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Naugatuck Daily News Newspaper Archive: January 18, 1945 - Page 1

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Publication: Naugatuck Daily News

Location: Naugatuck, Connecticut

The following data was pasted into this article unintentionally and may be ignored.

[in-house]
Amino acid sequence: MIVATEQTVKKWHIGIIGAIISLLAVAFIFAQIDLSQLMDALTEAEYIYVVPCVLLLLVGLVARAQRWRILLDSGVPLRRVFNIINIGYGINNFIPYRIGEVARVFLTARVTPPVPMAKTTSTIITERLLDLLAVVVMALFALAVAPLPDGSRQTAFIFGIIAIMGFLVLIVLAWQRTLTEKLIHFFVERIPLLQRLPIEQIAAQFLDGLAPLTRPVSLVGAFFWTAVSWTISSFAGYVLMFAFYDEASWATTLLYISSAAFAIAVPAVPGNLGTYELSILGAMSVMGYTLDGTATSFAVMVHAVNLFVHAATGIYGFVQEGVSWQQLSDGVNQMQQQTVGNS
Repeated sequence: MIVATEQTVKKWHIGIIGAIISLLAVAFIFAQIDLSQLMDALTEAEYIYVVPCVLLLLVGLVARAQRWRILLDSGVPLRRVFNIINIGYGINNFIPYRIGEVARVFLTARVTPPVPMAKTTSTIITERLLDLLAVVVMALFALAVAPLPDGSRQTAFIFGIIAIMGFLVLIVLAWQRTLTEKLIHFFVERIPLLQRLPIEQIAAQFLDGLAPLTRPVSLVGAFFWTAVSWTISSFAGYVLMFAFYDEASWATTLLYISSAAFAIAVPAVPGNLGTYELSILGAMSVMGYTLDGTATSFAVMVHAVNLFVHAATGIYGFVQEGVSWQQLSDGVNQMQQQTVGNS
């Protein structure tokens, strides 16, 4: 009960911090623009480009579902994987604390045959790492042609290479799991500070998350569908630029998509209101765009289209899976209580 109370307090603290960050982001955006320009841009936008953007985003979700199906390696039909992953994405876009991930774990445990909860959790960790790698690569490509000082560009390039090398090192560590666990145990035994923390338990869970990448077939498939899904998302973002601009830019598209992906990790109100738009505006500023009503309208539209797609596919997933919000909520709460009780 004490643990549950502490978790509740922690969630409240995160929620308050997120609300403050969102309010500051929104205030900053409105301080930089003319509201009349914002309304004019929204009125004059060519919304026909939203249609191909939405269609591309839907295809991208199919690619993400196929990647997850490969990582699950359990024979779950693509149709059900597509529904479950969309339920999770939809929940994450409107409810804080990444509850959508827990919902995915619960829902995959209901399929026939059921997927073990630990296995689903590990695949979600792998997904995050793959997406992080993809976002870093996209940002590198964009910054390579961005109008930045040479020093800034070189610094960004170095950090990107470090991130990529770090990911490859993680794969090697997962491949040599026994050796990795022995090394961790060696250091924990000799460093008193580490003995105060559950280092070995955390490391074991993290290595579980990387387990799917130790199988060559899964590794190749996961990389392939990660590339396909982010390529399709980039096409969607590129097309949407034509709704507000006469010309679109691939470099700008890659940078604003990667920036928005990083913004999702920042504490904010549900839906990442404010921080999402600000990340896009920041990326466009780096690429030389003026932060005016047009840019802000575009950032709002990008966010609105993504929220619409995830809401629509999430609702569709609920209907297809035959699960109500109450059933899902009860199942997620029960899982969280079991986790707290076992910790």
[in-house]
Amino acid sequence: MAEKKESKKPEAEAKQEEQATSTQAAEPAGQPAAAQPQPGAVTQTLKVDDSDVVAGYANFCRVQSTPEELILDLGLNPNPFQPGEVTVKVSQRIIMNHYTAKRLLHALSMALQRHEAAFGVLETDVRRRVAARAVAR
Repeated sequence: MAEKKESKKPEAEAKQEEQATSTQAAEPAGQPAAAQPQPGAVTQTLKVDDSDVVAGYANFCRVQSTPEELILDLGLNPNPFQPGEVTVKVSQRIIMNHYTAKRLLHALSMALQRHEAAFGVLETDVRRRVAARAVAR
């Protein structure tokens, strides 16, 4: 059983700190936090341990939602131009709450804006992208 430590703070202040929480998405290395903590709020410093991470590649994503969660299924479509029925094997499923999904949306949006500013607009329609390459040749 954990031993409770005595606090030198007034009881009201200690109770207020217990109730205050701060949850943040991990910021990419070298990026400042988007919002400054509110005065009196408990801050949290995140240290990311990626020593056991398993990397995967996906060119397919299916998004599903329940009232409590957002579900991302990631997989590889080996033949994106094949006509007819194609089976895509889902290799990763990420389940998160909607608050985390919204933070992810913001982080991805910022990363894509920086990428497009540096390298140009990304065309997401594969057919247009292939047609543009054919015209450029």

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   Naugatuck Daily News (Newspaper) - January 18, 1945, Naugatuck, Connecticut                                J Those Need THE WEATHER Fair. Very Cold Full .Report On 8. 'A Progressive Newspaper For ia Progressive Community VcL LXIX, No. 15 ESTABLISHED 1885 THURSDAY, JANUARY 18, 1945 Leased Wire Service of the United Press Price Three Cents How Red Drive Flanks Fallen Warsaw fi'iffo afti-i1 another, the Rod army followed UN Si'lilosxlioi'j- (1) In north TrusHlu with n Rinnt drive from Wiirkii mill IMilawy to tin- furlrrMs city nt Itaduni (2) nncl thus oiitriimkcil Wnr.suw whleh fi-ll Wciliii-Miluy, Uoth north unil south of Wursinv, urrows ImlUmtr, tin- KusHliin drlvu moves abend on mllK front. .Iimt to tho south of thp ni-w offensive, other Red furccx iippi-oiichdil Krakow W. (Intcrmitlonal) Lieut. Comdr. Reilly In Mile Sweep Through The Pacific... TheatreL Naugatuck Doctor Took Part In Five Major Invasions; Emirau, Guam, Pele- liu. And Now In The Philippines Warfare By JOHN G. COLE A Coast Guard Correspondent .Alxianl A Coasl (Iniml Maimed Attack C'ar.n'o Sliip fn The Smith majiir invasions in a miles sweep I'unfit- (lie past eleven months art- experience's c Keillv. lii.-ii in Hnnii1 I'ivi Hit1 nn.xt ('nmdr. Waller .f. Mrs. Julia Ueilly, tyi'k, (.'oiiii, Tho amphlMMoiiH attacks Ineliido thoMn on thr Miii'shnll [slamlx. 13ml- ruu, Gunin, Pulollu find tho rncont hlMtoi-lc landing In the Philippines'. "VV'u fun- baptism In action flunnc the Invasion of Enlwotok In tin' Miii'MlmllN lii.it February" said Limit, Commiincloi1 Hollly und tho otlnu' Const Guardsmen. "From thci'o wo took Marine Raiders Into Kmlrau Inland off Now Gulnuu. Guum wild tun- noxt pay-run and onu iif tho touKhimt. It partlcu- lui'ly ruKKi'd- for thn crews of our Two of tho mem wounded hy mortar  mi ran with yuiir XIMIIM money, nimn N> Cluirrh Ht. (InniulrlK tlfCMMfN Illld Three Russian Armies Are Pushing Toward Berlin; Germans Worried Warden Praises St. Dept. Leo J., Brophy, Naugatuck's Chief Executive, Asks Residents To Cooperate Warden Leo J. Bi'ophy, in a state- ment to THE MEWS, said that "during the period of manpower shortage, an extra heavy -burden has been placed upon the local street department employes." "To accomplish the snow clear- ance in the business area and through TO miles of the borough's highways, it has been necessary to work day find night." Warden Brophy further stated that: "He is in accord with the many local residents who have com- plimented Superintendent of Streets Harold Mui-tha, and the men of his department for keeping- the highways throughout the borough cleared, through the scries of re- cent snow storms, f lom curb to .curb in the downtown section of Naugatuck. and' also all other town roads within 24 hours after each storm." Warden Brophy also indicated: "All parking of- cars in ;the residential sections, especially-' on narrow, streets is a great, handicap in cleaning the roads, making it necessary for. the street depart- ment plows to return 'the- second .tlmq cuusinjj.a time, mi.in >iours and -'gasoline." It is hoped that local residents will do their boat to cooperate with the town and do eyery-thlng .pos- sible to help the local; Btreef de- partment, which is making a fine record on snow removal. Baby Carriage On Runners Is A Storm Oddity Here A baby carriage mounted on a set of runners was one of the oddities that Naugatuck's consistently heavy snow have brought to light hero In recent days. In front of one of the largest food stores here a few days ago was rioted a large baby car- riage that had been securely fastened by its axles, to a set of sled runners of the old fashioned "pig sticker" type. The mother pushed the con- trivance through the snow In the same fashion as if the carriage had wheels Instead of runners, and- the heavy snow, blocking walks and roads failed to Impede Its progress to any extent. Police Woman Was Speaker At Rotary Meeting Mrsi. Mary E. Norgrcn, Water- bury polIccM'Oirmn was the speaker nt tho weekly mooting of tho Nau- patuck Rotary club, lield last night ct Stratton's rostiuirfint, Park place, The visitor presented a number of facts In connection with her work as a member of the 'Water- fail ry pollen department that gave new glvcpolnts on this most im- portant enforcement angle. Rabhl Wllllnm P. Grecnfold was the speaker at last week's meeting of the Rotary here and proved one of the Hncst talkers to be heard here In some time. fhi> Ni'w Vciir rlclit. Jlnki- It it luililt li> wiiil yiinr Iniimlry iiml ,lr> Id SIIAI.KTT-l.ll.V fur I-K- j.i-rt mirvlw, mil Hiili-riirUi- School Children Here Buy In Bonds, Stamps Naujratuck school children are maintaining their' excellent week to week record In the purchase of war bonds and stamps, a compila- tion of purchases for the past week, revealed here today. During the past week members of various schools In the borough have purchased a total.of in bonds and stamps, a most credit- able showing it is felt. Purchase by schools were lows: Prospect, Hop Brook, Salem, Rubber Ave- nue, Naugatuck High Central Avenue, Oak street, and Grovesicle, Recorded Music Program Will Be Resumed Monday The concerts of recorded music will be resumed oh Monday, Janu- ary 22, in the parish house of the Congregational church (on the It Is announced by Dr. Blaine Tewksbury, chairman of the committee. The program will start at 8 o'clock and will feature Beethoven's First A cordial, invitation- is extended to fill those who enjoy good ;music to attend. Light refreshments will be served during intermission. Mrs, Leroy Gibbs, chairman of the re- freshment committee will be- assist- ed by Miss Ann Bristol, Miss Mil- dred Reilly, and Mrs. Betty Fox. Concerts will bo held -every'.ottior Monday night throughout the son. Each program-will-be planned" by a different person in an effort'to present o. 'varied series, Miss Betsy Coe has planned the program for the first concert. Wave Recruiter Visits Area Specialist 2-c Phyllis Mathiasen of the WAVES will be located In the navy recruiting office in the post off ice building today and Fri- day, to Interview any young wo- men who are interested in service with the Navy, March Dimes Campaign Under Way Postmaster Frank T. Green Anticipates Good Co-Op- eration In Effort Postmaster Frank T.j3-rocn, .chair- man of the committee in charge, of the1' annual March of Dimes cam- paign "here, has stated that the campaign in Naugatuck has al- ready started and will continue un- til Wednesday, January 31st, In connection with the campaign 'no appeal will be sent to the pub- lic through the mail, as the local committee will depend on the pub- lic for their cooperation. To date some donations have been made and others are being sought at the present time. Mr. Green wished to remind the public that, this campaign is for the benefit of the .infantile paraly- sis sufferers throughout the na- tion, with part of the funds being kept here and the rest being used foi1 national effort. Mr. Green also stated that the need for donations to this fnd is urgent and he sincerely hopes that residents of Naugatuck will all do their utmost to put this drive over the top of. their quota. It is expected that coin boxes will be placed in local stores some- time later this week, and in addi- tion solicitations will bo made.in the schools and local factories. Donations to the March of Dimes fund may be mailed to Roy John- son, the local campaign treasurer, at the Naugatuck National bank, or to Mi1, Green at the post office. It was also learned today that Mrs. Catherine Coughlan, of Ches- hire has been named as chairman of the Prospect district in this drive, In place of Donald Connors, last year's chairman in that dis- trict- Sailor Says This Dog Got His Plane Seat Shown here is ;i Bull mastiff according to Seaman JJcon I-croy, 18, USXR, was (riven an "A" priority rntiiifr on an Army cargo plane while, he, a Scubee and an army sergeant were- put off nt Memphis, Tcnn., to make room tor the dog which wan consigned to Mrs. Fuye Emerson Roosevelt, recently married to Col. Elliott Roosevelt, son of the President. Leroy, whose home Is Antioch, Cal., was given emergency leave after the death o'l his father and was flying homo with u rating. Former screen star Faye Emerson, wild the dog was sent from England by Col. Uoosovelt and that since neither she, nor any other members of the Roosevelt family rate an "A" priority she could not understand how the dog did. (International) LATE Ticket Committee Named Today For St. Francis' Event President Thomas Lynch of the St. Francis club today announced the membership of the ticket com- mittee for the Valentine party and dance to be held at the Hop Brook club on Saturday, February 10. Tickets for the event which will include dancing until 1 a] m., a fine entertainpnent program and refreshments, aro now on sale and may be purchased from any mem- ber of the committee listed here. Program Chairman Ernest Allen is a member of the ticket commit- tee in addition to Edward Bren- nan, the ticket chairman, Paul E; Buckmillcr, Alfred Fratesi, Henry Daly, Edward Weaving, Lester Bro- deur, John Thurston, John DeeRfin, Joseph F. Smith, Bernard Sulli- van, John Fitzgerald, John Clark, Francis Caulfield and Mr. Lynch. It is expected that the Valentine party will be even more successful than the December dance of the St. Francis' club, one 'of the rpostt successful events -of.'thfrJ-Jtihd .avnr held in-Naugatuck. nltlmnti: In tnkt'n by STUDIO, lid Hank Si.. Wtby. Tim lifHt why out make iin iiunolul ment .Iniluy? MOKE JAP SHIPS SUNK Washington, Jan. The Navy announces that United States submarines have .sunk more Japanese ships, including four combat vessels. -----oOo----- KEPORT ON CASUALTIES Washington, Jan. Se'ctiiry of War Henry L. Stim- son has just announced the cost of thfi entire Western front of- fensive in ground troops. The ground forces suffered .almost casualties from D-Day to the first of this year. Fifty-four thouHunil were killed. -----oOo----- HERON'S STATEMENT London, Jan. has admitted the fall of a Pol- ish city miles from the Ger- man border. But the enemy capi- tal still claims, is in Nazi hands. Former Naugatuck Resident Dies In Akron, Ohio Mrs. Barbara (Brcnnan) Klippel, wife of Howard Klippel, died on Wednesday at her home in Akron, Ohio. Mrs. Klippel, for some years was a teacher in the Central Ave- nue school, and at the time of their marriage, Mr. Klippel was associated with the NauRatuclf Cliemical although the family, for about IS years, has made its home In Akron, Ohio. Tho deceased who was very well known In Naupratuek, was a graduate, of NauRatuclc H i a h school aiid Connecticut State Teachers' college. Besides- her husband, Mrs, .Klip- pel is survived -by a son, Howard, Jr. She also leaves her mother; Mrs. Ellen Brennan and two sistors. Mrs. Samuel Lyons and Miss Mar- garet Brennan, all of Naugatuck and1 four brothers. William of Bea- con Falls, Frank of Bridgeport, John- of Danbury and Martin of Now'York city. Funeral arrangements are in charjre of the Buckmillcr funeral home, 22 Park place. The funeral will be held from the funeral home, at a time to be announced later, to St. Francis- church. Interment will be in St. James' cemetery. Put Off Plane For Dog Seaman Loon teroy, USNK, -18, of Antioch, who stated that ho, with rtn army and a wore put off an army Ciirpo plane to make room for a ilop with "A" priority rating, consigned to Mrs. Faye Emer- son Roosevelt, wife of Col. Elli- ott Roosevelt, the President's son. J.oroy, Riven an emergency leave and a priority following.. Oic death of his father, said tho iloc took up three seats and that, he and- his fellows were "bumped off" the plane ut Memphis, The former screen star. Miss Emerson, said the dog- was sent from Kngland by Col. Roosevelt and' that since she and other members of the Roosevelt family did not rate any priorities slic could not understand how the dOK did. (International) 4 Hitler's Newspaper Says Nazi Forces Must Be Made Stronger To Stem The Reds If Soviet Offensive Keeps Up At Speed Of Last Few Days, Lodz May Soon Be In Soviet Hands; Reds Make More Spectacular Gains the morn rolling- toward (By United Press) "What is going on in the oast now 1ms no parallel in whole history of war." That outright statement conies this from i'rora Berlin. At least three Russian armies are Berlin. First White Russian under Marshal swept from liberated Warsaw, and was last reported within 3G miles of second larg- est city. If the offensive keeps up at the speed of tlie last few days Lodz may lie reported in Russian 'hands within a few hours. Another Russian army, fighting to the north under Marshal Rokos- sovsky has swung, up toward the western corner of East Prussia'on a 62-mile front, cutting- the main Warsaw-Danzig railway. At latest reports Rokossovsky's advance columns were within 130 miles of Danzig, and were advanc- ing- at a mile an hour clip. The third Red army on the march today, commanded by Marshal Ko- nev, has run up the most spectac- ular gains- Moscow says that Ko- ncv's men. believed to smashed- acrosa the Polish- border into Germany in an unchecked in- A. T. Ratkiewich Funeral Today Was Largely Attended Nlioniilnc or hiirc n few mil- from work, Hlop at .Ii-ff'x KI-H- Imil-lint. Church for a iklldoiln dinner or Corporal Pope Is Graduated From Gunnery School (Special to The News) Panama City, Flu., Jan. Harry W. Pope has been graduat- ed from the Army Air Forces Flex- ible Gunnery School at Tyndall Field, one of the largest schools of its kind In the Army Air Forc- es Training Command. Upon his graduation, the soldier received a pair of silver wings signifying: that now he is ready to take his place as a member of the combat crew of an AAF bomb- er. At the gunnery school, he was trained in the operation of ,30jind .50 calibre machine guns, first on ground ranges and later in the air, learning; by simulated aerial battle condition how to blast enemy f igni- ter planes from the sky. As an aerial gunner he will join thousands of his "teammates of the carrying .the attack to the enemy in all .parts of the world as gruardians of America's heavy and medium bombers. He .is the son ..of Mr. and' Mrs. H. W- Pope, who reside at 361 High sti'ect, in Naugatuck, Conn. One of the most largely attcnd- id funerals here in some time was bat of the late Albert. T. Ratkie- wich of Hight. street, well known lusinossman and World War I vet- :i-an, held here this mornimy at St. .lory's church in Union City at 9 t'clock. Delegates from various veterans' rg-anizations and auxiliaries here, detail the- Naugutuck Ran- gers and a firing squad from the tate Guard at Waterbury, lent a military air to the ceremonies, the ttendance supplemented by hun- reds of friends in civilian ranks, vith St. Mary's church being filled o capacity for the Mass. The Mass was solemnized by the astor, Rev, Thomas G-riffini with he assistant pastor, Rev.- Joseph vochunas as deacon and Rev. Al- ert Taylor as sub-deacon. The special musical service in- luded the "Funeral March" the Star Spa.igled Banner" and "Come Home.' Pall bearers were Albert Bron- ky, William Pcnikas, Joseph Bend- er, Edward Sodlosky, John J- hcridnn and Joseph C. Kaytkwich, he latter two representing Post 17, American Legion- here, of vhich the deceased was chaplain t the time of his death. Color bearers were Thomas Gun- oud of the American Legion, Gas- on Adams, commander of Cru- ader Post, Veterans of Foreign Vars, Angelo Pompano, commsnd- of the local post of Disabled .Var Veterans and John Ostrosky, head of the Naugatuck Veterans' Council. The color guard was made up of a detail from the Naugatuck Rangers under the command of Sergeant Joseph. Pichulo. Representing: the local post of the Legion were Commander George nnd Thomas Nolan, Sydney Baylis, Victor Anderson, and Fred Trestrail, all past com- manders. The delegation from the Vctcr- (Continucd on Page 8) Mrs. A. H. Anderson Of North Main St. Succumbed Today Mrs, Annie Helena (Bengston) Anderson, of 392 North Main street, widow of Anton Anderson, died early this morning at the Water- bury hospital after n, brief illness. She is survived by several nieces and nephews. Mrs. Anderson was born in Sweden on March 2, 1872 and came to this country in 1893. She was a member of the Salem Lutheran church, Svca lodge, Or- der, of Vasa and Naugatuck Valley; lodge. S. F. of A. Funeral services will be held on Saturday afternoon at p, m. from Alderson funeral home, 201 Meado-w street. Burial in Grove cemetery with Rev. William Frendberg, officiating. Friends may call at the funeral home on Friday from 3 to 5 p. m. and in the evening from 7 to 9. vasion. And the push Is said to have surged to within less than 50 miles of Breslau, the SiJcsiaji cap- ital just 225 miles southeast of Ber- lin, Breslau is an industrial city as important to Germany as Pitts- burgh is lo the United States. Says the famous Russian corres- pondent, Ilyu Ehrenbourg, "the lib- eration of Warsaw foreshadows the early fall of Berlin." And then he adds: "No matter what city we take, we think of only one. Berlin is ulive, but won't live much lonjr- cr." Tho optimism of that Russian prediction is rivaled by the pes- simism from Berlin. Here's a cross section of alarmed comments from that enemy capital. "This is an all-out attempt to blast open our eastern front and disintegrate suid one commen- tator. "The German high command is fully aware that it has no chance if it attonpts lo meet frontally the Russian superiority in men and said another. And Adolf Hitler's own news- paper, which echoes the fuehrer's special brand of "It is not possible to crush the Soviet offensive with weak forces, (Continued on 8) Lodge Group To Sponsor Event For Service Men's Fund The Columbian Rcbckah lodge, No- 35, I. O. 'O. F., will sponsor a public card party Wednesday eve- ning-, January 31, at 8 o'clock, at Odd Fellows' hall for the benefit of the Service Men's fund, it was announced by Mrs. Lillian John- in. pnst noble grand, today. Mrs. Johnson chairman of the committee, that also includes Mrs. Marie Ashford, Mrs. Louise Voe- li, Mrs, Tonla Anderson, Mrs. orclltt Newman, Mra. Ethel Wa- tcrhouse, Mrs. Eleanor Monroe, Mrs. Josephine Montrosc, Mrs. Kate Jones, Mrs. Grace Painter, Mra. Nellie Lawton, Mrs. Sallic Robin- son, Harold Newman, Fred W. Wcilc. No Change In Mrs. Oakley's Condition There was no change in the con- dition of Mrs. Alice R. Oakley, age 90, of 15 Walnut street, who Buf- fered a broken hip and fractured shoul'dcr lost Monday night in a fall at her home. Mrs. Oakley a patient at Wa- terbury hospital. m-orAi mtv fallible the Mrlro Mntili- MaM. Chnroh Btrrrt. IIH xiMiii UK iliry mtr.h thr mftrkH. AIM immkul liiHlriiliicuU,